Five reasons to visit Finland

By far the most common question I get asked when I meet people these days is “why Finland?”  For me, Finland represented something completely foreign and unknown, at the extreme opposite end of the world from my home town. So beside the unique medical research opportunities available in Helsinki, the challenge of stepping outside my comfort zone into the ‘scary unknown’ was the main reason I chose to move here.

A year later the county was voted as #1 place to live in the world and I’m not at all surprised. Finland has a lot going for it- immense natural beauty, enviable equality, excellent infrastructure, job opportunities and a great standard of living. But if you’re more interested in a passing visit then permanent relocation there’s still a bunch of reasons to put Finland at the top of your bucket list. Here’s five.


1. The Architecture in Helsinki is truly amazing

Those boys weren’t lying (non-Aussies see this). A year and a half later and I still can’t get over the shear beauty and ornate details of the buildings of Finland’s capital. There’s a huge range of beautiful colors, shapes and styles, with many buildings sporting turrets, painted details or other decorative flair. Helsinki is quite a compact city, so exploring on foot is ideal in the warmer months. In winter, the extensive tram network makes for a great way to explore slightly further afield.


2. Finnish Traditions are quirky and unique (as are the people)

The Finnish personality type is quite an acquired taste and while it can be hard to meet new people in a land full of introverts, I’ve also enjoyed the personal space and general acceptance Finnish people emanate. Then there is sisu. An innate characteristic of all Finns, best described as suffering on in silence no matter what, or as Wikipedia generously puts it “stoic determination, tenacity of purpose, grit, bravery, resilience and hardiness”.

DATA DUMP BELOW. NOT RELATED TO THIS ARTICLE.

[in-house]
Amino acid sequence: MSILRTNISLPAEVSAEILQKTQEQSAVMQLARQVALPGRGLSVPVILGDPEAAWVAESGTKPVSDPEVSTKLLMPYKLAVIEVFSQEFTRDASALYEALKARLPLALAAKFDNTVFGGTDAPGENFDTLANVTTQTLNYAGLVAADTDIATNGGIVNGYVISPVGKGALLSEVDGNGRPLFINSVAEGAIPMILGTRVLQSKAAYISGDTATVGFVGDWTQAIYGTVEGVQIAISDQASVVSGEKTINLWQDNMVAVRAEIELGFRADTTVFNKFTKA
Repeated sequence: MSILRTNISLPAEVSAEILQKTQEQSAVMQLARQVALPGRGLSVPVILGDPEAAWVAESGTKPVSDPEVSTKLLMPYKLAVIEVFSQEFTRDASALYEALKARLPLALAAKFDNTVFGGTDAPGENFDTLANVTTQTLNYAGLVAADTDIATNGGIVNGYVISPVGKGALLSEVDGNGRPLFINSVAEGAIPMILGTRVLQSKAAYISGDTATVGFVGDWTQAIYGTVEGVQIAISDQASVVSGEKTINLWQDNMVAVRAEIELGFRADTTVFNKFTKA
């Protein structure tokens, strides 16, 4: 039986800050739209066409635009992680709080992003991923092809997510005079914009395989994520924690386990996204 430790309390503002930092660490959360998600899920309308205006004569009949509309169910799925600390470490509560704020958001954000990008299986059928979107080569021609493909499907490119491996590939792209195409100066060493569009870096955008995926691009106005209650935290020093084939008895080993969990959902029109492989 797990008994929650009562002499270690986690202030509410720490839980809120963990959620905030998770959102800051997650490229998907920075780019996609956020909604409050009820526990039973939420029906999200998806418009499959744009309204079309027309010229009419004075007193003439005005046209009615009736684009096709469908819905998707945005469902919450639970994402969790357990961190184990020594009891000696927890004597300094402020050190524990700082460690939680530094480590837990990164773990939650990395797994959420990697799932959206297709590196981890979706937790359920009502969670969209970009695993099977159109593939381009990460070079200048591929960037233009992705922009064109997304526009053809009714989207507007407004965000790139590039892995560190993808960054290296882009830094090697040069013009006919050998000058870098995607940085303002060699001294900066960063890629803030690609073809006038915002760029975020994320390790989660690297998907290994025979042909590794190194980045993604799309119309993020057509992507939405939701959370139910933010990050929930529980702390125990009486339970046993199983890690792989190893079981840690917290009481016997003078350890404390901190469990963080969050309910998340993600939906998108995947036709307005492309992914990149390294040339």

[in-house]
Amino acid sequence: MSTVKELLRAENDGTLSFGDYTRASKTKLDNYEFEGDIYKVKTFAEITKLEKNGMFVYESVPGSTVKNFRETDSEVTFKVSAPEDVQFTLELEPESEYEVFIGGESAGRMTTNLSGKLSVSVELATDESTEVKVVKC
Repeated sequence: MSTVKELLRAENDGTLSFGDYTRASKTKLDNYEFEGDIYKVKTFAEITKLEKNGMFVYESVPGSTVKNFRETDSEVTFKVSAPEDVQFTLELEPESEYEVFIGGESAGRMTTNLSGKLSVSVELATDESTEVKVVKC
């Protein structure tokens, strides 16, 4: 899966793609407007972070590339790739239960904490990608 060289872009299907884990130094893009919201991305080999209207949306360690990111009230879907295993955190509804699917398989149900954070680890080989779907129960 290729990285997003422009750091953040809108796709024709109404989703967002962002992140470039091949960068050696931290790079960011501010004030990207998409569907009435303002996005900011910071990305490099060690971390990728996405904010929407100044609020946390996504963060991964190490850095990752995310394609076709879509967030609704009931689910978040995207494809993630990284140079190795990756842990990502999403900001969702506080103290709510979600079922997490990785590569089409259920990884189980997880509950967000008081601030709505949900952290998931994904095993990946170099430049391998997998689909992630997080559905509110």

And the traditions. From their love affair with saunas (and the subsequent ice swims/snow frolics), to mid-summer (Juhannus) bonfires and midnight sun, Vappu celebrations- where everyone barbecues and drinks in the city park whilst wearing white school caps (even the statue of Havis Amanda is ceremoniously adorned with one) and crazy coloured overalls, to the dark rye dessert of Mämmi and dressing up as witches at Easter, Finland has some damn fun traditions!

3. The Nature is beautiful and ever so peaceful

Forests, lakes, islands, large rocky outcrops, immense peace and quite. Finland has the best of all these things and the Finns really know how to make the most of nature, particularly during the month-long summer holiday of July when the country practically shuts down and everyone escapes to their summer cottages.

4. Lapland: Finland’s far north

Finland’s beautiful northern region is an amazing experience during both the cold winter months and summer- when a single day lasts for two months! For some ideas on what to do in Lapland check out this post.

5. Christmas is magical

Rovaniemi in southern Lapland is touted as the home of Santa- and there’s definitely a strong spirit of Christmas cheer and festive experiences to be enjoyed in the town- especially the reindeer parks and Santa Claus Village. In Helsinki and other cities around the country, Christmas markets, twinkling lights and decorations make December feel bright and alive, despite the darkness and cold.

If you want to hear more about why you should visit Finland then keep an eye on my blog over the next 4 months, as I share a post every Friday post about my experiences and tips for exploring Finland!

Exploring Lapland: 5 Things To Do In Finland’s Snowy North

Renowned across the world for it’s beautiful snowy scenery, reindeer and Aurora Borealis (Northern Lights), Lapland in the north of Finland is truly a magical place.

As there are four commercial airports in Lapland flying is the most fastest and often cheapest means of getting to and from the north. There is also a train from Helsinki to Rovaniemi, Kolari, and Kemijärvi. Once you arrive in Lapland it’s often important to have access to a car to get around. You can either take your car on the train (wow!) or hire one once you arrive. What should you do once you get there? Here’s some inspiration.